KVM machines for Vagrant on Archlinux

KVM machines for Vagrant on Archlinux

By Gauthier LEONARD

Sep 19, 2018

Vagrant supports different providers to manage virtualization. In a Linux environment, you can dramatically improve VM performance by using the libvirt provider and the KVM hypervisor.

This tutorial explains how to configure an Archlinux environment to be able to use libvirt as a Vagrant provider. The installation will be validated with a basic Vagrantfile. If you are using another Linux distribution than Archlinux, you can probably follow the same procedure.

libvirt is a library used to manage virtual machines. It can work with many hypervisors including VirtualBox, VMWare Workstation, QEMU… It bridges the kernel, which is responsible for resource allocation (CPU, RAM, network…), with the virtual machine hypervisor and provides an API to control VM states (start, stop…). One of Vagrant strengths when using libvirt is that it starts the machines in parallel, thus speeding up the starting process.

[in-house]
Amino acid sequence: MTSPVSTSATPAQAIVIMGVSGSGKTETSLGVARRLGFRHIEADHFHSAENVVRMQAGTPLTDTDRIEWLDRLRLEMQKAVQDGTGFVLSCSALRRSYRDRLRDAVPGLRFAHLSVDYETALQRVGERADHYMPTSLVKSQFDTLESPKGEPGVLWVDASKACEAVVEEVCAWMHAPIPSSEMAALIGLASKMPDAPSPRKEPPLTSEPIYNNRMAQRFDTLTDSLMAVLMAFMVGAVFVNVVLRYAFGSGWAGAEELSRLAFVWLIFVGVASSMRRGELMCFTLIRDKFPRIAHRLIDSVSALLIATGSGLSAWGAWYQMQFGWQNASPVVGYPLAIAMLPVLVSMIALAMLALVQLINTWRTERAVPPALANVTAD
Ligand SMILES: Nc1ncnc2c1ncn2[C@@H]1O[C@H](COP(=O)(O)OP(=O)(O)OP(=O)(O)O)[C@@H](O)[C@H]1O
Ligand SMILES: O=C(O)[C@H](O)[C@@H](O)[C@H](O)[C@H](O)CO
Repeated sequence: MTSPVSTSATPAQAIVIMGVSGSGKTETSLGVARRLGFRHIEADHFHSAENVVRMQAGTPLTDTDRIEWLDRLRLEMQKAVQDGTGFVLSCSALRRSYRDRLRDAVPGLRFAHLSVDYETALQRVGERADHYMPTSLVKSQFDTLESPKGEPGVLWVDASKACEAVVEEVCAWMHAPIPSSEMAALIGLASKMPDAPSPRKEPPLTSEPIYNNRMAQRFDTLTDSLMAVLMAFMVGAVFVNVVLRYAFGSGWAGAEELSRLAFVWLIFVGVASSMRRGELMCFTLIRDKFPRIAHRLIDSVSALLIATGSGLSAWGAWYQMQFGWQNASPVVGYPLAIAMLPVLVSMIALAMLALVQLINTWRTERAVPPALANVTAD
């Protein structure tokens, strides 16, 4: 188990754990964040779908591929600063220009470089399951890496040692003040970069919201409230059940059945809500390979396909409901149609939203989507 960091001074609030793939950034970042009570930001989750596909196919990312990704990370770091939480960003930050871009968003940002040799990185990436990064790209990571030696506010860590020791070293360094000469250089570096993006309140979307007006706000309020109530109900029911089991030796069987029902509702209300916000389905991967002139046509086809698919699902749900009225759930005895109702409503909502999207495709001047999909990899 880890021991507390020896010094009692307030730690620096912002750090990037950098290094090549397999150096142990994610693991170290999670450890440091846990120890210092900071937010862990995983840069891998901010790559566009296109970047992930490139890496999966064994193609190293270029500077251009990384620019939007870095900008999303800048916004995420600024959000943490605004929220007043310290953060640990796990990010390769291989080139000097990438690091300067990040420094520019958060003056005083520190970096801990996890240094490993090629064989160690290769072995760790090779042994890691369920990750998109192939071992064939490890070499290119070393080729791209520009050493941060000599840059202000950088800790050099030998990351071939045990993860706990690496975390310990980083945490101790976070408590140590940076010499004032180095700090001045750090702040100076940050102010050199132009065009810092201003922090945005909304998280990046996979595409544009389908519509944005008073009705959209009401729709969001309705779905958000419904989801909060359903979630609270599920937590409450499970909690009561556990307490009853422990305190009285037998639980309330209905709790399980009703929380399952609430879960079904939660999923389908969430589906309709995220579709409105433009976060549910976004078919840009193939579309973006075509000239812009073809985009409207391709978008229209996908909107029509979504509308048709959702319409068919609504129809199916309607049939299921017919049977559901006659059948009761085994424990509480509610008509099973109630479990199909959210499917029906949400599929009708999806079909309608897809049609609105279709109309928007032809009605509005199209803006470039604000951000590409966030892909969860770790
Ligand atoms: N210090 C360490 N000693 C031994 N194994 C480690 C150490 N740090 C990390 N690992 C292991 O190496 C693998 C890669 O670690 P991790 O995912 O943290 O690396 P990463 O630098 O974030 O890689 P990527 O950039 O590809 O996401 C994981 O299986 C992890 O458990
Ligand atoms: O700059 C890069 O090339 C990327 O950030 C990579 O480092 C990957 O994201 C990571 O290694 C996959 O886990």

QEMU is an emulation and virtualization tool. It can work alone or use advanced optimization brought by KVM. KVM (Kernel-based Virtual Machine) is a Linux kernel module that leverages hardware virtualization, i.e. special CPU features made specifically for virtualization (for example Intel VT).

KVM vs Virtualbox

To get an idea of how much faster is Vagrant with libvirt and KVM, let’s compare its performances with VirtualBox at boot time. We created a cluster of 5 VMs using both QEMU/KVM and VirtualBox (link to the Vagrantfile). Here are the results:

Provider VirtualBox QEMU/KVM
vagrant up time 3 min 42 sec

The VMs are also faster at runtime thanks to KVM.

Prerequisites

Vagrant has to be installed and working on your environment. The installation guide is available on the official documentation. It is recommanded to not use a package manager to install Vagrant (the package is not up to date).

Installation of required packages

libvirt needs several packages to work with Vagrant. Use your package manager (e.g. pacman) to install the following packages: